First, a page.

Director: Celine Sciamma
To some, Portrait of a Lady of Fire is pure genius, a work of art, untouchable, magnificent, above critique; to me it’s a snooze. And it’s not that I disagree completely with those who loved it; I also think that it was lovely, a painting come to life, full of gorgeous shots, but that was barely enough to keep me awake. Movies need more than beautiful static images, they need zest, music, motion, Emotion, heart, voice; they were once called talkies for a reason, people usually talk in them. With Portrait, you could leave the room at any point, come back, not have missed a thing, and go on about the grueling business of waiting for something to happen. I get the art angle, I admire the eye, I don’t care about subtitles, I’m ready to enjoy, but first I need something enjoyable, and that, apparently, just wasn’t available.
Marianne has been hired to paint a bride before her wedding, on a rocky island off the coast of France. An easy enough job, but for one problem; the bride won’t pose for a painting. She is being married to a man who was chosen for her sister, before her sister died. Now, the reclusive Heloise must marry in her place, but she would rather die, a prospect that she is closely considering. It is Marianne’s job to befriend Heloise, become her companion, commit her to memory, and then paint a beautiful portrayal. But she never planned on the closeness she would have with this tortured and lonely woman, how alive she would feel by her side. Something laborious becomes idyllic becomes heart-breaking, as the pair must part when the task is complete, to go separate ways that may never cross paths again.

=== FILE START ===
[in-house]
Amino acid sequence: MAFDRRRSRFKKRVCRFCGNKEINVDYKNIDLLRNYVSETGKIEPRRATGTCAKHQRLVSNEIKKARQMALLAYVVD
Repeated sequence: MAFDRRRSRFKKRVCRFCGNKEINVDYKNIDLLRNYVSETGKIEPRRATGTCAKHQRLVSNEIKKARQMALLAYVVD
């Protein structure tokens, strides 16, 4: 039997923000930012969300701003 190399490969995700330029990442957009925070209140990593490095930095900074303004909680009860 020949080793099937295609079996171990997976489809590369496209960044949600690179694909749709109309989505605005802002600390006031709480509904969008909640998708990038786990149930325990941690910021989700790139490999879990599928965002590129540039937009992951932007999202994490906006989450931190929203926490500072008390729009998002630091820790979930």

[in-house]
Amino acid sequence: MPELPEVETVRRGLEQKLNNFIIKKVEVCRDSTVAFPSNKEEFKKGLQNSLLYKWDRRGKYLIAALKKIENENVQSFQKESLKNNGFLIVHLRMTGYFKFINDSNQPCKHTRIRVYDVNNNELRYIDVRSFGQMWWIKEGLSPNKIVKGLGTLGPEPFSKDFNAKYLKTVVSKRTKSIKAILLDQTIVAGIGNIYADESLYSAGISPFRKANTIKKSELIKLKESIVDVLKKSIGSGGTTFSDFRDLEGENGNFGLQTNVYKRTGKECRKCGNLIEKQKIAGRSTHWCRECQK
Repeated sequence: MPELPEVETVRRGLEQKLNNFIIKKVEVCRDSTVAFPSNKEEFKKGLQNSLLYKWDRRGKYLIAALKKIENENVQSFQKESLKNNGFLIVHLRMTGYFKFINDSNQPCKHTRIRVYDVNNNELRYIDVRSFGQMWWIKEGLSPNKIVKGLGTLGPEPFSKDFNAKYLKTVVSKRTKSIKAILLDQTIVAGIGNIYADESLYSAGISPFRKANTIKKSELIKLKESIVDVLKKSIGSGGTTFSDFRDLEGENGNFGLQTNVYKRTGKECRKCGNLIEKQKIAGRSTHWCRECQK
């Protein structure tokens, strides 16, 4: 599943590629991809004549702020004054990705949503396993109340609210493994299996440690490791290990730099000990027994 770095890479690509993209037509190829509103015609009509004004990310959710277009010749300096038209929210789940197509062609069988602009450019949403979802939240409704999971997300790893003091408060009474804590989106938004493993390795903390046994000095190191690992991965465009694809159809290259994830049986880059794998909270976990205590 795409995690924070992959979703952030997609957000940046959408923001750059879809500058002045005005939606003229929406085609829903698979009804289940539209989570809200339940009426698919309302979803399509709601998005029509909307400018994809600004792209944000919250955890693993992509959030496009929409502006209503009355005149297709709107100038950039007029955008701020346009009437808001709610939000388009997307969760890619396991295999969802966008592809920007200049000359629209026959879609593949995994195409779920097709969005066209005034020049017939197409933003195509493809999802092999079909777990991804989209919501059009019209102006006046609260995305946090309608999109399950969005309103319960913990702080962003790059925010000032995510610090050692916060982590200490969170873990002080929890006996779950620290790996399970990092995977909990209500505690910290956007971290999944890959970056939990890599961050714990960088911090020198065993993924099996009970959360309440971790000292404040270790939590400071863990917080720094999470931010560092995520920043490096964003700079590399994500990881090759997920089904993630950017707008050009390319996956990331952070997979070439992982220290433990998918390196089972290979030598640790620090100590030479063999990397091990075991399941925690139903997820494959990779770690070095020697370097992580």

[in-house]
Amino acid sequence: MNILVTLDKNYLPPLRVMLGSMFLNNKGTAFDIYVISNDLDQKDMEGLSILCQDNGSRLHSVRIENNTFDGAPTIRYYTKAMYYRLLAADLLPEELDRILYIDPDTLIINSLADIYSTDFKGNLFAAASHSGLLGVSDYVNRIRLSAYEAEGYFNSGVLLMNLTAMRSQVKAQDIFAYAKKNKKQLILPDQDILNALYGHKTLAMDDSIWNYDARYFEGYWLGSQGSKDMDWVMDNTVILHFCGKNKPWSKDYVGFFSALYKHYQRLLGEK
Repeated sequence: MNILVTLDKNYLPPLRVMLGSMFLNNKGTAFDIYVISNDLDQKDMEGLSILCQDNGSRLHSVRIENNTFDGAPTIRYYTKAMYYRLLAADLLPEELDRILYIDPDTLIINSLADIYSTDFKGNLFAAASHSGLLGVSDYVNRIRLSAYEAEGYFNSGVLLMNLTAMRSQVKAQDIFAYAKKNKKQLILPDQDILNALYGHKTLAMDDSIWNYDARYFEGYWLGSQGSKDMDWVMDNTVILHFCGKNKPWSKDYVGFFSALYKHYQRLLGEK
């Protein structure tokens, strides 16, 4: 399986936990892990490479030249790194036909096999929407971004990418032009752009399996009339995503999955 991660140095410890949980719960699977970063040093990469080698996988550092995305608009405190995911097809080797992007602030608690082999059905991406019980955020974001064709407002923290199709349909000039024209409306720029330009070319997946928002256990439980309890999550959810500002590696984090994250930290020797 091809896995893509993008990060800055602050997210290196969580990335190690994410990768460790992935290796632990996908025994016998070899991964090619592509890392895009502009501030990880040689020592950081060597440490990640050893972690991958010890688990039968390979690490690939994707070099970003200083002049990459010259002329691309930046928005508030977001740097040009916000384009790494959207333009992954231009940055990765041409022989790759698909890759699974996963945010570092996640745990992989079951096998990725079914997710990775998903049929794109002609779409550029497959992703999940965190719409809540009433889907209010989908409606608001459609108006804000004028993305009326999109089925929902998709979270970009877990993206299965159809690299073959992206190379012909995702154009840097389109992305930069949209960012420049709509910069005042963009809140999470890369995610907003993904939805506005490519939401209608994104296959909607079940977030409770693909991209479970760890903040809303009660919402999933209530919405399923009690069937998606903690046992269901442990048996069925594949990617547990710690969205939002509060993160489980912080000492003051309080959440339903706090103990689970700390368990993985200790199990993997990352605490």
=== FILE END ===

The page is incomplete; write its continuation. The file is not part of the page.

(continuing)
I’ve already received flak just for calling this movie sleepy on Twitter; they haven’t even read how mean my review is going to be. No, I kid, I liked this film, it had so many wonderful qualities, most of which couldn’t outshine its flaws and/or keep me awake. For one, Portrait views as a painting given magical animation, with shot after shot that will just blow you completely away, assuming that you enjoy rich cinematography that attempts to tell a tale all on its own. If what you want is art, here you go, but how long can you look at it without wanting to walk away, even when you know what you’re seeing is this grand? For me, it was like being trapped in front of one masterpiece at a museum; I like to think of myself as cultured, but I’m gonna eventually want to go have a snack, go sit down, go look at my phone; hey, I’m a modern human with modern needs, sue me. Again, joking, but come on, audiences deserve a little more than just beauty, we need a reason to feel something, a compelling emotion to help guide us through to the end of the story, and that’s what was missing. Also music; there was no music except for some chanting in the middle and an orchestra at the very end. The director has said that was a choice, and that’s fine, but that’s not a choice I would have made, neither is it something I enjoyed as an audience member. Music can make or break a film, but apparently its lack can be as bad as its bad quality. No, this lovely, opulent, stylized, French Renaissance oil on canvas isn’t one of the best movies of the year, it’s simply pleasing to the eye, and I’d hope that discerning critics could tell the difference.
My rating: ☆ ☆ ☆